Influence of streambed substrate type and watershed properties on seston algal abundance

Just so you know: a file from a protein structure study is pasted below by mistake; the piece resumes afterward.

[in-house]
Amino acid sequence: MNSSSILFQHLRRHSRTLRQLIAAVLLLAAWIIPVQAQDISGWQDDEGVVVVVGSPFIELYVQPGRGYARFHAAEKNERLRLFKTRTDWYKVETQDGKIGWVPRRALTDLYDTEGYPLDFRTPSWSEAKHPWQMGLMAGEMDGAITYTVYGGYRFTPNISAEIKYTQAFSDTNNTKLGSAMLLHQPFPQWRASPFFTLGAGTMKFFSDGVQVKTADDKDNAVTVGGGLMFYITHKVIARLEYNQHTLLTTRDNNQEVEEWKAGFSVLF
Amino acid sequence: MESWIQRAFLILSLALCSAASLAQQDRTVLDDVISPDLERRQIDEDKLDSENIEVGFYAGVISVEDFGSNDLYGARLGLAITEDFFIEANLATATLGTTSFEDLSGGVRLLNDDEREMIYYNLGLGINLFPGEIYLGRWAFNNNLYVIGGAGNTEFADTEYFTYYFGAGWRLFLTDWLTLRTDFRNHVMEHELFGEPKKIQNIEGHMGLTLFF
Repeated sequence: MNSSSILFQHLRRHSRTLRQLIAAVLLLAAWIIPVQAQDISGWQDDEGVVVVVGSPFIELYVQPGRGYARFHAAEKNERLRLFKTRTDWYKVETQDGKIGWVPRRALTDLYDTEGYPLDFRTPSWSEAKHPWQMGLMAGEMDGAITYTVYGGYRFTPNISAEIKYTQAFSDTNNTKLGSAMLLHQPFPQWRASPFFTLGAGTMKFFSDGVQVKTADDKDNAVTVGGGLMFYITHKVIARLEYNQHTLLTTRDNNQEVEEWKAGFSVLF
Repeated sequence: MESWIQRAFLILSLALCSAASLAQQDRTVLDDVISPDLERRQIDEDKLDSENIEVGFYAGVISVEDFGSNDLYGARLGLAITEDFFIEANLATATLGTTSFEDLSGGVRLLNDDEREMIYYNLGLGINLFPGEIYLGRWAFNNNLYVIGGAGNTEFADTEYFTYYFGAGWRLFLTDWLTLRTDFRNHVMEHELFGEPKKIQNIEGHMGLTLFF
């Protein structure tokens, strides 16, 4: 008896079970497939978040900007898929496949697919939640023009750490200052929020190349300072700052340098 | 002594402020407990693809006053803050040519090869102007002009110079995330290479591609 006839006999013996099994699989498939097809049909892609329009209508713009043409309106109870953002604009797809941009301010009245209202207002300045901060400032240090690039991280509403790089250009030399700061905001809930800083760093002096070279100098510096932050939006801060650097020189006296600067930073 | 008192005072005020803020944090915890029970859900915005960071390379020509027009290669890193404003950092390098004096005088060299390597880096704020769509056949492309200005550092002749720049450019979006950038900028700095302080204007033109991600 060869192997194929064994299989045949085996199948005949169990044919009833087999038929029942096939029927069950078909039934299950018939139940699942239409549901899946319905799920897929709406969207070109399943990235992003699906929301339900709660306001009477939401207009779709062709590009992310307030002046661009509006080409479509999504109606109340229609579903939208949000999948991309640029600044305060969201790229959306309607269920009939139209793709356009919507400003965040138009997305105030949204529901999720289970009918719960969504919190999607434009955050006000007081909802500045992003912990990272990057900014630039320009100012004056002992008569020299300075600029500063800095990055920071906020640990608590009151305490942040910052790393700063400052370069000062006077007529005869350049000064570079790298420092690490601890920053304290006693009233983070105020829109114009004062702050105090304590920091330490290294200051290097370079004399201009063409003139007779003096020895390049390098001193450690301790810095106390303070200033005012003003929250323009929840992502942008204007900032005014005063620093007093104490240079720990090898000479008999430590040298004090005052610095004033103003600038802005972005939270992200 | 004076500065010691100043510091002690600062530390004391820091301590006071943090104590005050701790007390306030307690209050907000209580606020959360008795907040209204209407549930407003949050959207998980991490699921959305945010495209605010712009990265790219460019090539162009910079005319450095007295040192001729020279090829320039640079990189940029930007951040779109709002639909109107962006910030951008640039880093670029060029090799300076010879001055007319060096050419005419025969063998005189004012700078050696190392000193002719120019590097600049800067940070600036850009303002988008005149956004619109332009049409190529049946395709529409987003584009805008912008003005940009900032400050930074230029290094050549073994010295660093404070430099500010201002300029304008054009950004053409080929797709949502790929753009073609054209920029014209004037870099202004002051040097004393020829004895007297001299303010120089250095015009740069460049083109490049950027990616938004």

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[ACCESS RESTRICTED TO THE UNIVERSITY OF MISSOURI AT AUTHOR'S REQUEST.] In this age of growing water quality issues, it is crucial to identify factors which impact stream water chemistry. In the Gulf of Mexico a growing area of low oxygen in the water column has resulted in the absence of shrimp and fish within the effected region. The dead zone has been linked to increased nitrogen concentrations in the Mississippi River as a result of fertilizer application in the Midwest. With an understanding of factors controlling nutrients such as nitrogen and phosphorus, and algae (both suspended in the stream and attached to the channel bed), predictive models can be constructed and used as indicators of stream health. Some potential sources of influence on suspended algae are land use (crop, pasture or forest) within the watershed, total watershed area, and stability of the stream bed material. Application of fertilizer to cropped land, and in some cases pasture as well, is susceptible to removal via runoff from rain and delivery to the local stream. Large watershed areas increase the volume of stream flow and residence times, allowing algae more time to grow in suspension. Stability of stream bed material refers to whether the substrate is disturbed by runoff producing rain events. Stable substrates such as bedrock, boulders, and gravel tend to grow lush coats of attached algae in nutrient rich streams. Unstable substrates like sand and mud are disturbed on a regular basis and seldom display luxuriant growths of attached algae. One hypothesis is that suspended algal cells in stream water were sloughed from attached mats, which would result in lower quantities of suspended algae in streams with unstable substrates. This study combined the results from research on 105 Missouri streams in order to develop an understanding of the extent to which land use, watershed area and substrate stability influence nutrients and suspended algae in streams. Streams from the Plains (northern Missouri), the Border region (along the Missouri and Mississippi Rivers) and the Ozark Highlands (southern Missouri) were included. The Plains region has more crop land than the other regions and streams have sand or mud beds. The Highlands are mostly forested and the streams have stable substrates. Streams in the Border region also generally have stable substrates, with more crop land than the Highlands. Both percent of the watershed area in crop and total watershed area were important factors in describing nitrogen, phosphorus and suspended algae concentrations. For watersheds with less than 10% crop, phosphorus and algae in streams increased strongly with %crop. For streams with more than 10% crop, watershed area was the most important factor. In all cases nitrogen was strongly predicted by %crop alone. The link between a stream and land use in its watershed is clearly demonstrated by this strong response of nutrients and algae to percent crop. Stream bed substrate, however, had no influence on suspended algal concentrations, even when only small streams with short residence times were considered. This finding suggests attached algae may not be the primary source of suspended algae, particularly in streams with unstable substrates, and that growth in the flowing water is a determining factor. Further research into the taxa of suspended algae present in these stream types is the next step in this line of research. The EPA had directed states to establish criteria to be used to determine whether nutrient levels in streams are acceptable or must be remediated. The results of this study and others like it provide the scientific basis for regulator's decisions.--From public.pdf
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